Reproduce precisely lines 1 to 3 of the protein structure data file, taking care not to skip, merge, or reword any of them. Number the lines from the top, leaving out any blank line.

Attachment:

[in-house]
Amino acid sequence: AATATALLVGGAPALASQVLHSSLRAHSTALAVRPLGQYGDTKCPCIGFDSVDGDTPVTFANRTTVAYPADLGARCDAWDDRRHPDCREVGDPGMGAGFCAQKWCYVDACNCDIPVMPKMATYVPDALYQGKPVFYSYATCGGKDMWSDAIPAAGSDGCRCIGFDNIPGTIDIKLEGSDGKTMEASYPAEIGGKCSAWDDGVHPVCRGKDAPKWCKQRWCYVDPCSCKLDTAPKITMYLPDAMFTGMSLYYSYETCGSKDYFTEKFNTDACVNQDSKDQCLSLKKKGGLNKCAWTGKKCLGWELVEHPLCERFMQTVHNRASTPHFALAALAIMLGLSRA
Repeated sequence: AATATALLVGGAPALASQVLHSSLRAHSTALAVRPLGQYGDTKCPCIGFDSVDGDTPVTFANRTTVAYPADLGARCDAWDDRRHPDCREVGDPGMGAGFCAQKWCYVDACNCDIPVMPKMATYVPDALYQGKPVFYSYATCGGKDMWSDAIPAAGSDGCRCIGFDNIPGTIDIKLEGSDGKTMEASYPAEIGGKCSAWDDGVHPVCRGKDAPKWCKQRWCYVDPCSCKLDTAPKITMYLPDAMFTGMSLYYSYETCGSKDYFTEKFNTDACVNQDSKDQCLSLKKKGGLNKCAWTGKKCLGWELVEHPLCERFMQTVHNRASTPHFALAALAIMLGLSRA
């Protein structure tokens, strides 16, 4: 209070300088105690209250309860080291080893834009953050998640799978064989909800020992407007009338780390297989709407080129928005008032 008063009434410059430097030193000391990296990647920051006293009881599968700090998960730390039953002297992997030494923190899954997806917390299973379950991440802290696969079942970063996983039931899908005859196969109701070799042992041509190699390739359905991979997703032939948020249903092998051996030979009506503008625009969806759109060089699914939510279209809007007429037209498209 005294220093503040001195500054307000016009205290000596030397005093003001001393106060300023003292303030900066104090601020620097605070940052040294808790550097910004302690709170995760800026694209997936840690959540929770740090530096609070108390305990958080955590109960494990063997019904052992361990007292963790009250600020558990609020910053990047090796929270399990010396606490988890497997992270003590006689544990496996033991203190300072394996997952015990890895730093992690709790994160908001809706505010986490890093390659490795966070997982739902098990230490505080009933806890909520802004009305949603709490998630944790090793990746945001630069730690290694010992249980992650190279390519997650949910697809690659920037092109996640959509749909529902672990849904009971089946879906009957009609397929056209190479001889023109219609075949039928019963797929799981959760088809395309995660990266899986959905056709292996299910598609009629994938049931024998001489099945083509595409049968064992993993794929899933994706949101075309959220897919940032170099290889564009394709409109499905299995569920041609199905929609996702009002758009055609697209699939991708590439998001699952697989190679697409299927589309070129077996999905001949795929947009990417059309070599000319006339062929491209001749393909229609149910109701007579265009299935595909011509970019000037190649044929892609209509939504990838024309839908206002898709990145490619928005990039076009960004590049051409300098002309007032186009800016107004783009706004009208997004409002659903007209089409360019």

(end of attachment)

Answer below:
[in-house]
Amino acid sequence: AATATALLVGGAPALASQVLHSSLRAHSTALAVRPLGQYGDTKCPCIGFDSVDGDTPVTFANRTTVAYPADLGARCDAWDDRRHPDCREVGDPGMGAGFCAQKWCYVDACNCDIPVMPKMATYVPDALYQGKPVFYSYATCGGKDMWSDAIPAAGSDGCRCIGFDNIPGTIDIKLEGSDGKTMEASYPAEIGGKCSAWDDGVHPVCRGKDAPKWCKQRWCYVDPCSCKLDTAPKITMYLPDAMFTGMSLYYSYETCGSKDYFTEKFNTDACVNQDSKDQCLSLKKKGGLNKCAWTGKKCLGWELVEHPLCERFMQTVHNRASTPHFALAALAIMLGLSRA
Repeated sequence: AATATALLVGGAPALASQVLHSSLRAHSTALAVRPLGQYGDTKCPCIGFDSVDGDTPVTFANRTTVAYPADLGARCDAWDDRRHPDCREVGDPGMGAGFCAQKWCYVDACNCDIPVMPKMATYVPDALYQGKPVFYSYATCGGKDMWSDAIPAAGSDGCRCIGFDNIPGTIDIKLEGSDGKTMEASYPAEIGGKCSAWDDGVHPVCRGKDAPKWCKQRWCYVDPCSCKLDTAPKITMYLPDAMFTGMSLYYSYETCGSKDYFTEKFNTDACVNQDSKDQCLSLKKKGGLNKCAWTGKKCLGWELVEHPLCERFMQTVHNRASTPHFALAALAIMLGLSRA